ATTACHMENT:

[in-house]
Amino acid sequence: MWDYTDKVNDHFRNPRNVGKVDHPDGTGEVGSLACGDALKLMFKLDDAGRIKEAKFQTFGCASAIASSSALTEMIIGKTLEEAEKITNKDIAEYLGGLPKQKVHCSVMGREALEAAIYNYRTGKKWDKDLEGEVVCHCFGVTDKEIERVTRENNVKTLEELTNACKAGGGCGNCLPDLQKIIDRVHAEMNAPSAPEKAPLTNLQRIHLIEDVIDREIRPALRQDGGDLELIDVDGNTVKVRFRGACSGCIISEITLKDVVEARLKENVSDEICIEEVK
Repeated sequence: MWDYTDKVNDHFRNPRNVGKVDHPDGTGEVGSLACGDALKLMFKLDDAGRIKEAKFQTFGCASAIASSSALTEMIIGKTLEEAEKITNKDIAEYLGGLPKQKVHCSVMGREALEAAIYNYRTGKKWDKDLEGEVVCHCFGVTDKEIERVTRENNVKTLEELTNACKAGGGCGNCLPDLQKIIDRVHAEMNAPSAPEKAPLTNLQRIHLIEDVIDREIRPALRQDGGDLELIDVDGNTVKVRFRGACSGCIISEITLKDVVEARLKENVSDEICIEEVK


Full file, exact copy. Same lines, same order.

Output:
[in-house]
Amino acid sequence: MWDYTDKVNDHFRNPRNVGKVDHPDGTGEVGSLACGDALKLMFKLDDAGRIKEAKFQTFGCASAIASSSALTEMIIGKTLEEAEKITNKDIAEYLGGLPKQKVHCSVMGREALEAAIYNYRTGKKWDKDLEGEVVCHCFGVTDKEIERVTRENNVKTLEELTNACKAGGGCGNCLPDLQKIIDRVHAEMNAPSAPEKAPLTNLQRIHLIEDVIDREIRPALRQDGGDLELIDVDGNTVKVRFRGACSGCIISEITLKDVVEARLKENVSDEICIEEVK
Repeated sequence: MWDYTDKVNDHFRNPRNVGKVDHPDGTGEVGSLACGDALKLMFKLDDAGRIKEAKFQTFGCASAIASSSALTEMIIGKTLEEAEKITNKDIAEYLGGLPKQKVHCSVMGREALEAAIYNYRTGKKWDKDLEGEVVCHCFGVTDKEIERVTRENNVKTLEELTNACKAGGGCGNCLPDLQKIIDRVHAEMNAPSAPEKAPLTNLQRIHLIEDVIDREIRPALRQDGGDLELIDVDGNTVKVRFRGACSGCIISEITLKDVVEARLKENVSDEICIEEVK